Paul F. PERATI, Plaintiff and Appellant, v. Bennie ATKINSON and Charles Navarro, Defendants and Respondents.
Plaintiff appeals from judgment of dismissal entered upon sustaining of demurrer to his first amended complaint. Despite its designation, this is the third pleading filed by plaintiff.
Plaintiff, a civil service toll collector, has appeared without counsel throughout. His pleading is diffuse. His basic grievance concerns a 1958 examination conducted by the state personnel board for promotion to the rank of toll sergeant. Plaintiff was first in the written test, but failed in the oral examination, and thus was disqualified. The complaint discloses that he secured a peremptory writ of mandate requiring the board to make and file findings. This was done, and plaintiff then secured another peremptory writ requiring that the board conduct a hearing as to whether specific code sections had been complied with. The ultimate result of that proceeding is not stated.
The present complaint seeks damages against personnel board members and others. Only Navarro demurred. The complaint alleges that: on January 8, 1960, he directed plaintiff to ‘watch for a possible 502,’ giving the license number of the suspected automobile; later he called over the loudspeaker to plaintiff ‘that's the car, hold him in the lane, take or get his car keys;’ in fact, the driver was a woman, who gave no indication of intoxication. By clear inference, it is conceded that plaintiff did not attempt to stop the car. It is alleged that: Navarro then entered the fact of plaintiff's refusal in the official log; Navarro's acts were without authority, and his statements were knowingly untrue. At most, plaintiff seeks to assert Navarro's liability for injury to ‘business relations' by depriving plaintiff ‘of his right to the position of toll sergeant’, and a liability for intentionally inflicting ‘emotional distress' upon plaintiff.
Before recovery can be had for interference with a prospective business relationship or advantage, it must appear that the advantage would otherwise have been realized (Wilson v. Loew's, Inc., 142 Cal.App.2d 183, 298 P.2d 152). Here the alleged wrongful acts of respondent occurred in 1960. The promotional examination was given in 1958. Navarro's acts obviously could not have affected the earlier examination result. It cannot be suggested that Navarro interfered with plaintiff's employment as a toll collector, since it is alleged that plaintiff still holds that position.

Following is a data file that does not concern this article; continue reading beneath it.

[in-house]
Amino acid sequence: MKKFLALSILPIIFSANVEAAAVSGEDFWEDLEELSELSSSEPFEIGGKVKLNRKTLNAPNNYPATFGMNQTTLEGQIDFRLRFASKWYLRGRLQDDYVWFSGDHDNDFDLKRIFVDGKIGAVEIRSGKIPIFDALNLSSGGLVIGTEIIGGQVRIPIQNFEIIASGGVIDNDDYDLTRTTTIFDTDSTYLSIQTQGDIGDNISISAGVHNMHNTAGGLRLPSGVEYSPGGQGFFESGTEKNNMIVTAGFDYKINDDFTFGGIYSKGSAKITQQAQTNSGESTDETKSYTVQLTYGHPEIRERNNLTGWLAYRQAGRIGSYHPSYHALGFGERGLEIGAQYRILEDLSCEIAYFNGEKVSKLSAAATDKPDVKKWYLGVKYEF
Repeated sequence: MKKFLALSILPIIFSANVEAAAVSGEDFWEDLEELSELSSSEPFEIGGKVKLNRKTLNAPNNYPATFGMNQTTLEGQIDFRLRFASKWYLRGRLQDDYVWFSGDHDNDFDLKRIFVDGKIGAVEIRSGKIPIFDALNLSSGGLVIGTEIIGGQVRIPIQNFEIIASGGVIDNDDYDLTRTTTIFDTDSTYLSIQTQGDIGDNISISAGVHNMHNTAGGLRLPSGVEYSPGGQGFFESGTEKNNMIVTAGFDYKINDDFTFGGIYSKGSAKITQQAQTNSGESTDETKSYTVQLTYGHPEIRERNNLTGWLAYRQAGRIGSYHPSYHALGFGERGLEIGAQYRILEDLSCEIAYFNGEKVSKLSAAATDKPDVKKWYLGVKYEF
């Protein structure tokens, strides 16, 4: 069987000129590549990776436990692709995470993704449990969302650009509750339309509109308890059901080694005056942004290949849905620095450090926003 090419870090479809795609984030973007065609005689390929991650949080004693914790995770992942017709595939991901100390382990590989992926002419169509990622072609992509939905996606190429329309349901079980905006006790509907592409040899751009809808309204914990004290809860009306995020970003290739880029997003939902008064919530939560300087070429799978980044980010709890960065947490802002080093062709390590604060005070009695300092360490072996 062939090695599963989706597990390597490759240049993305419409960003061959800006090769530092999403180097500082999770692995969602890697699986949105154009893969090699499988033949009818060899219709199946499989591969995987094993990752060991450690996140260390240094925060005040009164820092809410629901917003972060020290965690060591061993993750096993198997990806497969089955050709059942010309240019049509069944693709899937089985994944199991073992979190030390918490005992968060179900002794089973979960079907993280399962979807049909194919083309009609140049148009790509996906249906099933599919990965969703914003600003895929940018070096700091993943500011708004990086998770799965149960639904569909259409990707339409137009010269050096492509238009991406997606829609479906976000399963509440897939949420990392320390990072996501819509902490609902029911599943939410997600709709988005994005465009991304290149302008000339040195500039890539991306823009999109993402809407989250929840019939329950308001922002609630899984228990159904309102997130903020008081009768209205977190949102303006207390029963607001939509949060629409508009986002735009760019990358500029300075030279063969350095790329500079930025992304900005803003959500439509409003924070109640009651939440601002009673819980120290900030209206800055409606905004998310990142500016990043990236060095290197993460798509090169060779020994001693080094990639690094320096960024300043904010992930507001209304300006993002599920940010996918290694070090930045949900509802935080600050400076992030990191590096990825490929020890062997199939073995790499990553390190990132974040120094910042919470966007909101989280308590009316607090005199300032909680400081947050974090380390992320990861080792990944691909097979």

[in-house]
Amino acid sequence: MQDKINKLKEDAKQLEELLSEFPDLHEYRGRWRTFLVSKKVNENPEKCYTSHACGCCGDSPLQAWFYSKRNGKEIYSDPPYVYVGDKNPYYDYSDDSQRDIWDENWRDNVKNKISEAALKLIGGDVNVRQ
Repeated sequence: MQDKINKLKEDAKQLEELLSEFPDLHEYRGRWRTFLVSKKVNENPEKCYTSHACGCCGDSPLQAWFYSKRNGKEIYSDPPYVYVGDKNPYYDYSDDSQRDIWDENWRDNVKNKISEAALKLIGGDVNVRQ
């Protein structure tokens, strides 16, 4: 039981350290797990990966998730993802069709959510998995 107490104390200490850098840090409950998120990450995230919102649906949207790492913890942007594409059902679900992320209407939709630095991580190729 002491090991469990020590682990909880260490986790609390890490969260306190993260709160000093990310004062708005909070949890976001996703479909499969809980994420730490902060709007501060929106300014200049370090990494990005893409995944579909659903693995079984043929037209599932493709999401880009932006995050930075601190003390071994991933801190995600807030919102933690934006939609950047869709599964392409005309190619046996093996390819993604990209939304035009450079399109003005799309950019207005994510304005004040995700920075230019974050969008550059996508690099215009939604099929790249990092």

Intentional infliction of emotional distress, without physical trauma, can be a ground of liability (State Rubbish, etc., Assn. v. Siliznoff, 38 Cal.2d 330, 240 P.2d 282), but only when the defendant's conduct is ‘outrageous' (id. p. 338, 240 P.2d p. 286); or ‘has gone beyond all reasonable bounds of decency’ (Restatement, 1948 Supp., Torts, § 46, comment g). Where, as here, physical harm has not resulted from the emotional distress, the courts ‘tend to look for more in the way of extreme outrage as an assurance that the mental disturbance claimed is not fictitious' (44 Cal.L.R. 40, 53). The allegations here fall far short of ‘extreme outrage’ (id. 44–5), and in the notable lack of any assertion of physical injury resulting from the barely claimed emotional distress, are insufficient to bring the case within the rule.
Plaintiff argues the sufficiency of his complaint against other defendants. Here we are concerned only with respondent Navarro. As to him, no cause of action is stated.
DRAPER, Presiding Justice.
SALSMAN and DEVINE, JJ., concur.